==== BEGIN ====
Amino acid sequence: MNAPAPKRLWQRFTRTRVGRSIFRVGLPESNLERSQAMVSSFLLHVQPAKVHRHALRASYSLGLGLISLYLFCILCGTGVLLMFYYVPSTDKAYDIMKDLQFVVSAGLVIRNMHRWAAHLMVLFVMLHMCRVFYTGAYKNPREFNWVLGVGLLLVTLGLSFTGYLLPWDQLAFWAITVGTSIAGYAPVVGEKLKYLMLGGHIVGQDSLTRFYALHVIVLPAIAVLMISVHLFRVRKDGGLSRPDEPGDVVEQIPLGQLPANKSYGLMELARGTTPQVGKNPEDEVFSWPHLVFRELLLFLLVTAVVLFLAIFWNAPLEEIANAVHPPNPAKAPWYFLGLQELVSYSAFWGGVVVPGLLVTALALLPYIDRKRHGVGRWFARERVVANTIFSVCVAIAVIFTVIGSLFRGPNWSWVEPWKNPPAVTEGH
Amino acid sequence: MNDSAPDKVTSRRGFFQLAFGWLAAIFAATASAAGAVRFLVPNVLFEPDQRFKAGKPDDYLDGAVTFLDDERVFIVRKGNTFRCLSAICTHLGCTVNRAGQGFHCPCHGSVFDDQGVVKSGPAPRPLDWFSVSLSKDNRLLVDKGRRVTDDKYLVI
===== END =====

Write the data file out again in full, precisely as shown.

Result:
Amino acid sequence: MNAPAPKRLWQRFTRTRVGRSIFRVGLPESNLERSQAMVSSFLLHVQPAKVHRHALRASYSLGLGLISLYLFCILCGTGVLLMFYYVPSTDKAYDIMKDLQFVVSAGLVIRNMHRWAAHLMVLFVMLHMCRVFYTGAYKNPREFNWVLGVGLLLVTLGLSFTGYLLPWDQLAFWAITVGTSIAGYAPVVGEKLKYLMLGGHIVGQDSLTRFYALHVIVLPAIAVLMISVHLFRVRKDGGLSRPDEPGDVVEQIPLGQLPANKSYGLMELARGTTPQVGKNPEDEVFSWPHLVFRELLLFLLVTAVVLFLAIFWNAPLEEIANAVHPPNPAKAPWYFLGLQELVSYSAFWGGVVVPGLLVTALALLPYIDRKRHGVGRWFARERVVANTIFSVCVAIAVIFTVIGSLFRGPNWSWVEPWKNPPAVTEGH
Amino acid sequence: MNDSAPDKVTSRRGFFQLAFGWLAAIFAATASAAGAVRFLVPNVLFEPDQRFKAGKPDDYLDGAVTFLDDERVFIVRKGNTFRCLSAICTHLGCTVNRAGQGFHCPCHGSVFDDQGVVKSGPAPRPLDWFSVSLSKDNRLLVDKGRRVTDDKYLVI